Lastly, a significant historical event of the nineteen-eighties is the discovery of AIDS, a disease rampant in many young urban men (CDC 430). In cinema, vampires have often been symbolic of the detriments of unsafe blood transfer and the spreading of disease (Marty 416-432). Near Dark is no exception. Caleb and Mae’s first sexual encounter, a simple kiss turned bite, leads to the transfer of blood that infects Caleb and turns him into a vampire. A creature of the night. A city dweller. The drinking of blood is played out in overtly sexual ways, often leading to the death of the human, which suggests the spreading of AIDS throughout the city, causing an influx in mortality. It should be noted that when Caleb watches Mae kill for the first time there are oil rigs in the background. She sucks the blood from a man while the city sucks the “life” from the Earth. Since vampires acting sexually towards their prey before killing them is not unlike the oilrigs “raping” the rural landscape. Although the vampires reside in the city, their prey tends to be people in rural areas, like the country folk in the dive bar, people that won’t be missed. Furthermore, when Caleb chooses not to kill in order to survive, there’s a sign in the background reading “Because Clean Hay Pays,” which once again connects the countryside to life and survival. In the end, Caleb cannot overcome his sickness until he returns to his home in the country. He no longer wants to run away from small town life, instead he’s found contentment within. The last scene is of Mae choosing to love by joining Caleb in the country; she too is given a second chance at life now that she has put the city behind her. In “Embracing the metropolis: Urban Vampires in American Cinema of the 1980s and 90s” Abbott writes, “Since Stoker’s novel, vampires, particularly in film, have been increasingly attracted to cities in which they are free to hunt amongst the crowds… The vampire in cinema is no longer an outsider representing the pre-modern but rather embraces the metropolis as its home and through it modernity itself.” When Caleb and Mae leave the city, they no longer embrace modernity and therefore can no longer be considered vampires.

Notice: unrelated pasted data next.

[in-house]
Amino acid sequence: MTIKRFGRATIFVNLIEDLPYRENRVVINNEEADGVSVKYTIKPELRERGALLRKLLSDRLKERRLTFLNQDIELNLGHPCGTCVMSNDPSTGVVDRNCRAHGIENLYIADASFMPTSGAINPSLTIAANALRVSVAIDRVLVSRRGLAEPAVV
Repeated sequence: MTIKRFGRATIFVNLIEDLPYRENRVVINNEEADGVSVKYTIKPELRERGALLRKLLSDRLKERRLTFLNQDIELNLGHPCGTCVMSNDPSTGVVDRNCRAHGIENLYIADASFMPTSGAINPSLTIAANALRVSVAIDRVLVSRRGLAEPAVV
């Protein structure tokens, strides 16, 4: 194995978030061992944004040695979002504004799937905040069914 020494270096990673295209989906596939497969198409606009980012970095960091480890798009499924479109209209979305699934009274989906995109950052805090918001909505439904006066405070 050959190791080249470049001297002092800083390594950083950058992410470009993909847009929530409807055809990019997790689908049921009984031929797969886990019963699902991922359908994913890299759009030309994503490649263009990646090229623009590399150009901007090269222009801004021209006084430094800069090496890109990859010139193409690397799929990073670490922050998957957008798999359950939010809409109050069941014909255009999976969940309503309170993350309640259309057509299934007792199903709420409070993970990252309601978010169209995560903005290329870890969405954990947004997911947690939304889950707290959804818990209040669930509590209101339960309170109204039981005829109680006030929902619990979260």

The nineteen-eighties were a time when rural life was depicted in film and literature as a utopia that should be strived towards, as the expansion of city goes hand in hand with the expansion of crime (Dyer 54). Although this a skewed view of rural living, it is a reminder that with change comes fear. Much like changing from human to vampire. Near Dark uses lighting, camera distance and vampirism to depict the death of the rural countryside due to the expansion of cities. However, it also suggests hope. Hope that people can realize when something is wrong, fight against it, and return to what is safe and pure. An especially poignant line, delivered by Mae in this film is, “Don’t think of it as killing. Don’t think at all.” This line juxtaposes the intention of the film, to have the viewer consider the expansion of evil, and take action against it.

Cited:

Abbott, Stacey. “Embracing the metropolis: Urban vampires in American cinema of the 1980s and 90s.” Vampires: Myths and metaphors of enduring evil 28 (2006): 125.

Bigelow, Kathryn. “Near Dark.” Perf. Adrian Pasdar, Jenny Wright, Lance Henriksen. F/M (1987).

Centers for Disease Control and Prevention (CDC. “HIV and AIDS–United States, 1981-2000.” MMWR. Morbidity and mortality weekly report 50.21 (2001): 430.

Dyer, Joyce. “Rural America in Film and Literature.” The English Journal 76.1 (1987): 54-57.

Fink, Marty. “AIDS Vampires: Reimagining Illness in Octavia Butler’s “Fledgling”.” Science Fiction Studies (2010): 416-432.

Stoker, Bram. Dracula. Broadview Press, 1997.

Leave a Reply

Fill in your details below or click an icon to log in:

WordPress.com Logo

You are commenting using your WordPress.com account. Log Out /  Change )

Google photo

You are commenting using your Google account. Log Out /  Change )

Twitter picture

You are commenting using your Twitter account. Log Out /  Change )

Facebook photo

You are commenting using your Facebook account. Log Out /  Change )

Connecting to %s